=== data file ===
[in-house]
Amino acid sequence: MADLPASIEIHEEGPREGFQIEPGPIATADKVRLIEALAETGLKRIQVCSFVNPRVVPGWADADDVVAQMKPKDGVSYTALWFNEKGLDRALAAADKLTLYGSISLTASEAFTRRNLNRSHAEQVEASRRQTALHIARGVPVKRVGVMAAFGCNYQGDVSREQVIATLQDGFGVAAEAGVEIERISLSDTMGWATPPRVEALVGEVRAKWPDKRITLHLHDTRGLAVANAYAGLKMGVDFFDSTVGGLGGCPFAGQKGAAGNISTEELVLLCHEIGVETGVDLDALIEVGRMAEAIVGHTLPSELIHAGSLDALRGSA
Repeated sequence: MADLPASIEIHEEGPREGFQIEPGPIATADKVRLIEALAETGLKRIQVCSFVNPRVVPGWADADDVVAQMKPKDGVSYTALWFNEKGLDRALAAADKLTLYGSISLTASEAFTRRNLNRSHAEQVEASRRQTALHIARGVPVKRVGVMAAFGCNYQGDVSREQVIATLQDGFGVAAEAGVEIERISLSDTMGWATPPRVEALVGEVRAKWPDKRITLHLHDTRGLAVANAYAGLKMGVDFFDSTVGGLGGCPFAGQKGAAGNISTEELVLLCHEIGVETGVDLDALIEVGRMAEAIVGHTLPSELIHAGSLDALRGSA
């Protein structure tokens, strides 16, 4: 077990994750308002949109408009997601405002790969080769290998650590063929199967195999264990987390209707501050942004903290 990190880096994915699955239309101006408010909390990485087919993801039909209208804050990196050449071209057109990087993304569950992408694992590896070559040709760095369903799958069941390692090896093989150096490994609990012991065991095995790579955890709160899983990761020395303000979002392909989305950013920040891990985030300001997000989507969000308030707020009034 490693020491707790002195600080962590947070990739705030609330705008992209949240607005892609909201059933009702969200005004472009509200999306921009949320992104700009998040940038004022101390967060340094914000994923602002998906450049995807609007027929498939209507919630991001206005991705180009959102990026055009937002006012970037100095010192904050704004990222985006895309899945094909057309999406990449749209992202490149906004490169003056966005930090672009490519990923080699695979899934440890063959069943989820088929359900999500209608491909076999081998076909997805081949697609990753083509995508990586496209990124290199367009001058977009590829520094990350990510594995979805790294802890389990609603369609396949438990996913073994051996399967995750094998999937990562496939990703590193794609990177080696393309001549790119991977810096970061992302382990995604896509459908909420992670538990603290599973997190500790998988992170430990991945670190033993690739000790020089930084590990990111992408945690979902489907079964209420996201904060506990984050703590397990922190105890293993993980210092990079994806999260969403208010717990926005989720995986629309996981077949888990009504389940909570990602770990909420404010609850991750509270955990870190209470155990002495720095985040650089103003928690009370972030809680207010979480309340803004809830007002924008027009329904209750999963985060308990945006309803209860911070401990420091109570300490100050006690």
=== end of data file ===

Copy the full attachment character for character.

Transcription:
[in-house]
Amino acid sequence: MADLPASIEIHEEGPREGFQIEPGPIATADKVRLIEALAETGLKRIQVCSFVNPRVVPGWADADDVVAQMKPKDGVSYTALWFNEKGLDRALAAADKLTLYGSISLTASEAFTRRNLNRSHAEQVEASRRQTALHIARGVPVKRVGVMAAFGCNYQGDVSREQVIATLQDGFGVAAEAGVEIERISLSDTMGWATPPRVEALVGEVRAKWPDKRITLHLHDTRGLAVANAYAGLKMGVDFFDSTVGGLGGCPFAGQKGAAGNISTEELVLLCHEIGVETGVDLDALIEVGRMAEAIVGHTLPSELIHAGSLDALRGSA
Repeated sequence: MADLPASIEIHEEGPREGFQIEPGPIATADKVRLIEALAETGLKRIQVCSFVNPRVVPGWADADDVVAQMKPKDGVSYTALWFNEKGLDRALAAADKLTLYGSISLTASEAFTRRNLNRSHAEQVEASRRQTALHIARGVPVKRVGVMAAFGCNYQGDVSREQVIATLQDGFGVAAEAGVEIERISLSDTMGWATPPRVEALVGEVRAKWPDKRITLHLHDTRGLAVANAYAGLKMGVDFFDSTVGGLGGCPFAGQKGAAGNISTEELVLLCHEIGVETGVDLDALIEVGRMAEAIVGHTLPSELIHAGSLDALRGSA
């Protein structure tokens, strides 16, 4: 077990994750308002949109408009997601405002790969080769290998650590063929199967195999264990987390209707501050942004903290 990190880096994915699955239309101006408010909390990485087919993801039909209208804050990196050449071209057109990087993304569950992408694992590896070559040709760095369903799958069941390692090896093989150096490994609990012991065991095995790579955890709160899983990761020395303000979002392909989305950013920040891990985030300001997000989507969000308030707020009034 490693020491707790002195600080962590947070990739705030609330705008992209949240607005892609909201059933009702969200005004472009509200999306921009949320992104700009998040940038004022101390967060340094914000994923602002998906450049995807609007027929498939209507919630991001206005991705180009959102990026055009937002006012970037100095010192904050704004990222985006895309899945094909057309999406990449749209992202490149906004490169003056966005930090672009490519990923080699695979899934440890063959069943989820088929359900999500209608491909076999081998076909997805081949697609990753083509995508990586496209990124290199367009001058977009590829520094990350990510594995979805790294802890389990609603369609396949438990996913073994051996399967995750094998999937990562496939990703590193794609990177080696393309001549790119991977810096970061992302382990995604896509459908909420992670538990603290599973997190500790998988992170430990991945670190033993690739000790020089930084590990990111992408945690979902489907079964209420996201904060506990984050703590397990922190105890293993993980210092990079994806999260969403208010717990926005989720995986629309996981077949888990009504389940909570990602770990909420404010609850991750509270955990870190209470155990002495720095985040650089103003928690009370972030809680207010979480309340803004809830007002924008027009329904209750999963985060308990945006309803209860911070401990420091109570300490100050006690």